Horse Insurance

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What is horse insurance and how does it work?

Within this article, we will try to demystify insurance terms and hopefully help you to decide on the appropriate type and level of insurance for yourself and your horse. 

What is Insurance?

The point of a horse insurance policy is to indemnify you in the event of a financial loss. Put more simply, this means that it is intended to compensate you for your loss by putting you back in the same financial position you would have been in before the loss occurred. For example, your horse presents with symptoms suggesting it may have gastric ulcers, you call your vet, have your horse scoped and the ulcers confirmed. You are then given gastroguard to treat your horse. As long as your horse has not previously presented with ulcers before the policy began and you have selected an adequate level of vets fee cover you would be paid out for the cost of the vets fees less your chosen excess. Therefore, putting you back in the same financial position you were in before the symptoms of ulcers occurred – except paying the excess.

It must also be noted here that the purpose of insurance is to cover you for the unexpected or unforeseen circumstances, any problems pre-existing the start date of the insurance policy will not be covered and an exclusion will be put in place. This is because insuring your horse after a problem has occurred, such as lameness is like insuring your car after you have had an accident and expecting your insurer to pay out the costs of that accident. If insurers were to cover pre-existing conditions the potential ‘risk’ to Underwriters would be so great that it would make premiums unrealistically high and not a viable option for horse owners. 

Insurance premiums go into a ‘pool’ which is used to pay claims. The ‘pool’ must be maintained to allow claims to continue to be paid. Underwriters set the premiums at what they believe to be an appropriate price to keep the ‘pool’ at the correct level to continue to pay claims. The majority of the claims we pay are for vets fees, these are the most expensive part of the policy as they cost the Underwriters the most amount of money in claims. The premiums that Underwriters set for vets fee insurance is directly related to the cost of veterinary fee claims. In the current environment (with new diagnostic equipment and technology) the cost of veterinary treatment is going up quickly and at a rate well above inflation. This means that insurance premiums for vets fee insurance have to increase at the same level to cover the cost of veterinary fee claims.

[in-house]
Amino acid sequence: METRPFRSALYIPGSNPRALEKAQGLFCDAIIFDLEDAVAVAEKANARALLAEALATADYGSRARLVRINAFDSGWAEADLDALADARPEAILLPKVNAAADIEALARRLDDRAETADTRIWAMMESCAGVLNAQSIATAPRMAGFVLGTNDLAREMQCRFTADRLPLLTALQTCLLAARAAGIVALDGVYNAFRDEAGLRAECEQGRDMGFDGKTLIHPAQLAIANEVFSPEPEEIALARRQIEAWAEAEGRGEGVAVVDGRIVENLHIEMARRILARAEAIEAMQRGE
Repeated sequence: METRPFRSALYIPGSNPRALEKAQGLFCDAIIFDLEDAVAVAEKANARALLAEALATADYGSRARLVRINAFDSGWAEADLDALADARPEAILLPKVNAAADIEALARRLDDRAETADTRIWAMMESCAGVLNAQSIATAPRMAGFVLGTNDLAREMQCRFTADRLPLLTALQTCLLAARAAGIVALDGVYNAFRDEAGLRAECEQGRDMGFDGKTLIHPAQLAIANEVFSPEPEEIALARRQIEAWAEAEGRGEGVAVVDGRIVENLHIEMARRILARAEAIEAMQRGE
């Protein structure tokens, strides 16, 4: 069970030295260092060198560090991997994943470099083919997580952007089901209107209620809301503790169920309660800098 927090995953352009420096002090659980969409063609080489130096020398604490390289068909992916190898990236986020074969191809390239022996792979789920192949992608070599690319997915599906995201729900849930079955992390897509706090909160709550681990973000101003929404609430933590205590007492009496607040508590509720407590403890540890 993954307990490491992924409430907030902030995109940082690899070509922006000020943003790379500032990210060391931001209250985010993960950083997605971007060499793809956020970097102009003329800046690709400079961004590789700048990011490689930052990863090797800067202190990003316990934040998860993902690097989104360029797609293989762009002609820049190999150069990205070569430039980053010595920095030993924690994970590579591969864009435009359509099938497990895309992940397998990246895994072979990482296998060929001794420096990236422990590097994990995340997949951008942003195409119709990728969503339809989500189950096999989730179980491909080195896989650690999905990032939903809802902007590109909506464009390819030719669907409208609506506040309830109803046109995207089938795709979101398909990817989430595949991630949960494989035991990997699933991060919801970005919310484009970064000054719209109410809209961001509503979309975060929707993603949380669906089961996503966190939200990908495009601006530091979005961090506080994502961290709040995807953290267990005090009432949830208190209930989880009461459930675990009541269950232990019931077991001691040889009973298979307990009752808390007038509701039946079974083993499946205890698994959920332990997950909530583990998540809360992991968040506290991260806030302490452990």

What Should I cover?

There are many different cover options that you can include on your policy, so it is worth understanding them as some may be more important for you and your horse than others.

Mortality Cover

This covers you for the death of your horse, through accident, sickness or disease. It must be noted that if your horse does not die of natural causes and requires euthanasia, the BEVA guidelines must be met for it to be a valid mortality claim (i.e. you receive payment from your insurers for your horse’s mortality). Put simply, you must have no other option but euthanasia, if you choose to euthanise your horse rather than treat the problem then your horse will not meet the guidelines and your claim will not be paid. More information about Mortality Insurance can be read here. A post-mortem must be carried out to determine the cause of death, the cost of this is the policyholder’s responsibility.

You can buy mortality only policies as well as limit the cover to accidental external injuries only. Other options of cover can also be included and most policies with veterinary fee cover will require you to insure for mortality cover as well.

Deciding on the value to insure your horse for can be difficult, you can read our article about how to determine your horse’s market value and its relation to the sum insured for more information. 

Veterinary Fee Cover

Veterinary fee insurance is the most popular cover and usually the reason why people take out horse insurance, it is also the cover that varies the most between insurers so it is important to check the options available carefully. 

Choosing the level of veterinary fee cover you want to take out is a very personal decision and will be affected by your view on risk, previous experience of veterinary treatment and the amount of money you wish to spend on your insurance policy. 

At KBIS we offer one of the widest range of vet fee cover options, varying in excess, incident limit and additional cover benefits, such as complimentary treatment and hospitalisation. This allows our customers to pick and choose as much as possible.

The first decision is your incident limit, this is the total amount you are able to claim up to per incident, you will find that these generally range from £3,000 to £6,000. A higher incident limit will increase your premium but when opting for a lower level, in the event of a serious injury or illness requiring expensive diagnostics or ongoing treatment, you will need to be prepared to cover some of the costs yourself after your limit has been exceeded.

Next, consider the excess that you are comfortable with. The excess is the initial amount of each claim you will pay, for example, the first £175, £275, £350 or £500 of diagnostics and treatment. By opting for a higher excess your insurance premium will be reduced but in the event of a claim, you will need to pay out that higher excess. Co-insurance should also be a consideration for people looking to reduce their premium, this is where the client would pay a certain percentage of the vets fees after the excess has been paid, this is commonly set at 75% co-insurance, meaning that the client pays 25% of the vets fees after the excess and the insurance company pay 75%. 

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